Semantic Feature Analysis Treatment—a word retrieval treatment where the person with aphasia identies important semantic features of a target word (e.g., building, books, quiet for "library"); this is thought to activate the semantic network and possibly aid in retrieval of nontargeted but related words.
- Evidence indicates that phonological and semantic cueing strategies improve naming accuracy and word retrieval skills (Teasell et al., 2011).
See the Word Finding Treatment section of the aphasia evidence map for pertinent scientific evidence, expert opinion and client/caregiver perspective.
An intervention designed to improve expression via written language.
- Evidence indicates that writing treatment in a group setting is less beneficial compared to individual treatment (Teasell et al., 2011).
- For individuals with writing impairments, treatment should focus on the impaired component or incorporating strategies to compensate for impairment such as grapheme-to-phoneme training, use of anagrams, pictorial or first letters cues, or oral spelling (Taylor-Goh, 2005).
See the Writing Treatment section of the aphasia evidence map for pertinent scientific evidence, expert opinion and client/caregiver perspective.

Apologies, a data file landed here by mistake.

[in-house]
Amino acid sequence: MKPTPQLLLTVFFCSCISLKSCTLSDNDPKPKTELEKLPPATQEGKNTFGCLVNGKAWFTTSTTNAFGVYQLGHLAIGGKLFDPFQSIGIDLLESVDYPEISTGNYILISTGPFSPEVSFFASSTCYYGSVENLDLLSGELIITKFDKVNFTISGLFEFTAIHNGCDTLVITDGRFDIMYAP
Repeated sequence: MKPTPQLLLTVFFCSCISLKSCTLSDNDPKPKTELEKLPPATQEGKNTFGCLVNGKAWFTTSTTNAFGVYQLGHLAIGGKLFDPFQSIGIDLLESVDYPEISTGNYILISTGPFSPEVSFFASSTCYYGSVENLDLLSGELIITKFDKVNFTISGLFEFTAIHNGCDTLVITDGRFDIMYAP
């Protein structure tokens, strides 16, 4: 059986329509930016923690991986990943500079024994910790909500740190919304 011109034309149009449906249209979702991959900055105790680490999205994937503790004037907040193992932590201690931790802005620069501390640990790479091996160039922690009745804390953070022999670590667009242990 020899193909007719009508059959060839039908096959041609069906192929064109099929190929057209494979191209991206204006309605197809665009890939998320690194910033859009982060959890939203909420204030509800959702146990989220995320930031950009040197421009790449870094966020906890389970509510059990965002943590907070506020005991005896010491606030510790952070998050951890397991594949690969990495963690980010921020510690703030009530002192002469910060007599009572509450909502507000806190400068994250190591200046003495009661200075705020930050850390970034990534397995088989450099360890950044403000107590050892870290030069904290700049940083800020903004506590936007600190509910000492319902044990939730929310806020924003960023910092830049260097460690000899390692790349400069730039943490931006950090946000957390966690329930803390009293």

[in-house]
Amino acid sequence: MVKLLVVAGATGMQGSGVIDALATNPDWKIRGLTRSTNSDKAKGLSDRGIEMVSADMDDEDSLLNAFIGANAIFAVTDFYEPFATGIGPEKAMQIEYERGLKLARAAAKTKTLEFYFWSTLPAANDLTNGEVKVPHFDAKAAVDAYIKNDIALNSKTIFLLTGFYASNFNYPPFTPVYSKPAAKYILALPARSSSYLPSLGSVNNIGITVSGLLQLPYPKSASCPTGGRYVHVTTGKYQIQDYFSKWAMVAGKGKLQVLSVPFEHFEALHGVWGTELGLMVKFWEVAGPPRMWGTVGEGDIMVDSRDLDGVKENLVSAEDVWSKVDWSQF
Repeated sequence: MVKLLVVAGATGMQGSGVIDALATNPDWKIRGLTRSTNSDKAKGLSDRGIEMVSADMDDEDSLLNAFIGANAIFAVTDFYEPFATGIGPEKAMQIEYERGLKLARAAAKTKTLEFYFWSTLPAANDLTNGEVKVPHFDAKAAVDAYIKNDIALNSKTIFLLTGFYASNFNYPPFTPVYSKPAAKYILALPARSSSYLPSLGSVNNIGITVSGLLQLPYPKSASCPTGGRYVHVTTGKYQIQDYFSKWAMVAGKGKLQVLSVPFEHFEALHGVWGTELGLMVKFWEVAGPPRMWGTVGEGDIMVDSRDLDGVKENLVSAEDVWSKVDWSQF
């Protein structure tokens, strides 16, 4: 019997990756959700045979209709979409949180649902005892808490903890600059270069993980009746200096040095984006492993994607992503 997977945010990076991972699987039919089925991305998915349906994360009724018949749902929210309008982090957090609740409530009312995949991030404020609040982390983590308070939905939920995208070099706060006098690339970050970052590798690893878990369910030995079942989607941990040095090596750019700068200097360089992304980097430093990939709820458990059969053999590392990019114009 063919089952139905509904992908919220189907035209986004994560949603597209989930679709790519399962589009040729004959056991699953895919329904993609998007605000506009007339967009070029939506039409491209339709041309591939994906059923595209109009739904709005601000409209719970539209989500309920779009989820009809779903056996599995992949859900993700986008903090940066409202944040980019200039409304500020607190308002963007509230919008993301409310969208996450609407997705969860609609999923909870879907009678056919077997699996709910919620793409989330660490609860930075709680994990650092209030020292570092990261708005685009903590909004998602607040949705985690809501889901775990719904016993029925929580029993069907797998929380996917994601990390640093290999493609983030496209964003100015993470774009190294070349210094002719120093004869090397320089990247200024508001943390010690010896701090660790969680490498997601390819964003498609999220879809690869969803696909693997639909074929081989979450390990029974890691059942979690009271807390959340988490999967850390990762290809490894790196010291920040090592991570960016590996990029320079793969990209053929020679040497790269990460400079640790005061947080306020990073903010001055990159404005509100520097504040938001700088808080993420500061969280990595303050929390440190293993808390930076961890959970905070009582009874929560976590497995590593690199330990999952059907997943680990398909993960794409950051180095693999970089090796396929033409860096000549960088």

Treatment approaches focusing on the use of effective and efficient communication strategies via nonverbal and alternative means, including
Augmentative and Alternative Communication (AAC)—treatment involving the use of augmentative aids, such as picture and symbol communication boards and electronic devices, to help individuals with aphasia express themselves.
Visual Action Therapy—treatment used with individuals with global aphasia. This nonvocal approach trains persons with aphasia to use hand gestures to indicate specific items.
Promoting Aphasics' Communication Effectiveness (PACE)—treatment designed to improve conversational skills using any modality to communicate messages. Both the person with aphasia and the clinician take turns as message sender or receiver, promoting active participation from the person with aphasia.
Oral Reading for Language in Aphasia (ORLA)—treatment using auditory, visual, and written cues to assist the person with aphasia in reading sentences aloud.
See the Multimodal Treatment section of the aphasia evidence map for pertinent scientific evidence, expert opinion and client/caregiver perspective.
Treatment approaches engaging communication partners to facilitate improved communication in persons with aphasia, including
Conversational Coaching—treatment designed to improve communication between the person with aphasia and primary communication partners. The SLP serves as the "coach" for both partners.
Supported Communication Intervention (SCI)—an approach to aphasia rehabilitation that emphasizes the need for multimodal communication, partner training, and opportunities for social interaction. The three essential elements of SCI are incorporating augmentative and alternative communication, training communication partners, and promoting social communication, including participation in an aphasia group.